THX Ultimate Cinema

While IMAX is still king of the premium large format brands because of the sheer size of its screens, it has to face a barrage of new contenders for the crown. The latest is THX Cinema Ultimate, a new premium large format (PLF) brand debuting later this year intended to “help elevate the industry standard and bring premium experiences around the world to a whole new level.”

Viewers of a certain age may feel a twinge of nostalgia at the mere mention of the THX, the quality assurance system originally founded by Star Wars creator George Lucas for Return of the Jedi. (It was named as a partial shout-out to his first movie, THX 1138.) You may have grown up watching short videos like this in your local theater before the feature presentation got underway:

THX has never really gone away, but now it’s going to start competing with companies like IMAX and Dolby Cinema in the premium large format arena. PLFs have been around for years, with higher quality presentation and a larger screen giving theaters the opportunity to charge customers higher prices for tickets. In my experience, whether or not I buy a ticket for a PLF version of a movie usually depends on the combination of the theater chain (are its PLF theaters equipped with upgraded seats and a noticeably better sound system?) and the individual movie itself (is it really worth it to pay extra to see this movie in this format?).

Soon we may have to add THX Ultimate Cinema to the list of moviegoing options. (MovieTickets.com currently lists 18 different types of PLF experiences, and that’s not counting the THX brand or yet another new one from Sony that’s also launching this spring.) The world’s first exposure to it will be at the Regency Westwood Village Theater in Los Angeles and will launch in the spring/summer of 2019, but theater owners will be able to buy the system and set their own pricing for their individual markets.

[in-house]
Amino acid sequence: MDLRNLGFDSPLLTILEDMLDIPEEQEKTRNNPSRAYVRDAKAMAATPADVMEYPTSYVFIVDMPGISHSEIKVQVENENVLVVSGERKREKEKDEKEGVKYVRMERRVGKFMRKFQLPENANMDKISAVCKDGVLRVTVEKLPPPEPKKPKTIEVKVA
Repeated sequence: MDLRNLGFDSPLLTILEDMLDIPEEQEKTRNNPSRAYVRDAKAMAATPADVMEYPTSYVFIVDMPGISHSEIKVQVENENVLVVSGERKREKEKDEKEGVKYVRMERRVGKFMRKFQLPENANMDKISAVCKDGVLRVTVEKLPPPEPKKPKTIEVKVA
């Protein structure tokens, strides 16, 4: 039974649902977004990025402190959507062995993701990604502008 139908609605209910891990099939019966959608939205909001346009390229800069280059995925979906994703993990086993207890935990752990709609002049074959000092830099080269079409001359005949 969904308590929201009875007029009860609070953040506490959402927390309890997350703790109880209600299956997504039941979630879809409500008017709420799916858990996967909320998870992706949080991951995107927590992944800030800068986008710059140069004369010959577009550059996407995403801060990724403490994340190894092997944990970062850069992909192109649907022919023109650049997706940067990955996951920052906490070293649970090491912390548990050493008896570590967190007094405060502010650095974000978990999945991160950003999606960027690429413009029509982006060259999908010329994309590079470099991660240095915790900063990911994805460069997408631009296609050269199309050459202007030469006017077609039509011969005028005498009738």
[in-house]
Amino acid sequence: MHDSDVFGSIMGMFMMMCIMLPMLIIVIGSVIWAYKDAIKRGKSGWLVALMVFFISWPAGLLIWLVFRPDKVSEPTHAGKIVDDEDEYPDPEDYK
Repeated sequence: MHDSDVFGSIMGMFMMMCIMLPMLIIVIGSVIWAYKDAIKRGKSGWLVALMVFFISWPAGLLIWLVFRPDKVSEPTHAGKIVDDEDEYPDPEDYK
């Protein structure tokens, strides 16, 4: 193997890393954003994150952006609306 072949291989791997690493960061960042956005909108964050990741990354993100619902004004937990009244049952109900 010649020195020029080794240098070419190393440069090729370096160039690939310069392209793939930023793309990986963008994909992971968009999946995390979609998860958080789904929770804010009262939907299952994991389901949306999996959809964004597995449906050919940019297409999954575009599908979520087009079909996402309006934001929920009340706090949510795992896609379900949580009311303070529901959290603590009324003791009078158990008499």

So what makes this one different? For one thing, the brand already has recognition among consumers. If presented with the choice, I imagine audiences would be more likely to select a THX Ultimate Cinema option than no-name brands you’ve never heard of like MJR Epic, Emagine, or Grand Screen. As for the technical advantages, The Hollywood Reporter says:

THX Ultimate Cinema offers a THX-certified auditorium that uses Barco’s ultra bright, 4K and HDR-capable dual laser projection system combined with a THX-certified immersive sound system of the theater’s choice that exceeds the number of speakers used for 7.1 surround sound (this could include Dolby Atmos).

They also report that THX’s new system “will support at least 30 specially mastered movies for the brand each year, and it also supports standard Digital Cinema Packages (the digital equivalent of a film print) so that a theater has the flexibility to play any movie in the auditorium.” Could THX Ultimate Cinema become the hottest new thing for moviegoers? Personally, I think I’ll stick with IMAX because if I’m going to pay a premium price, I want to be completely immersed thanks to IMAX’s massive screen. But if there isn’t a full-sized IMAX theater around, this sounds like it’d be a good alternative.

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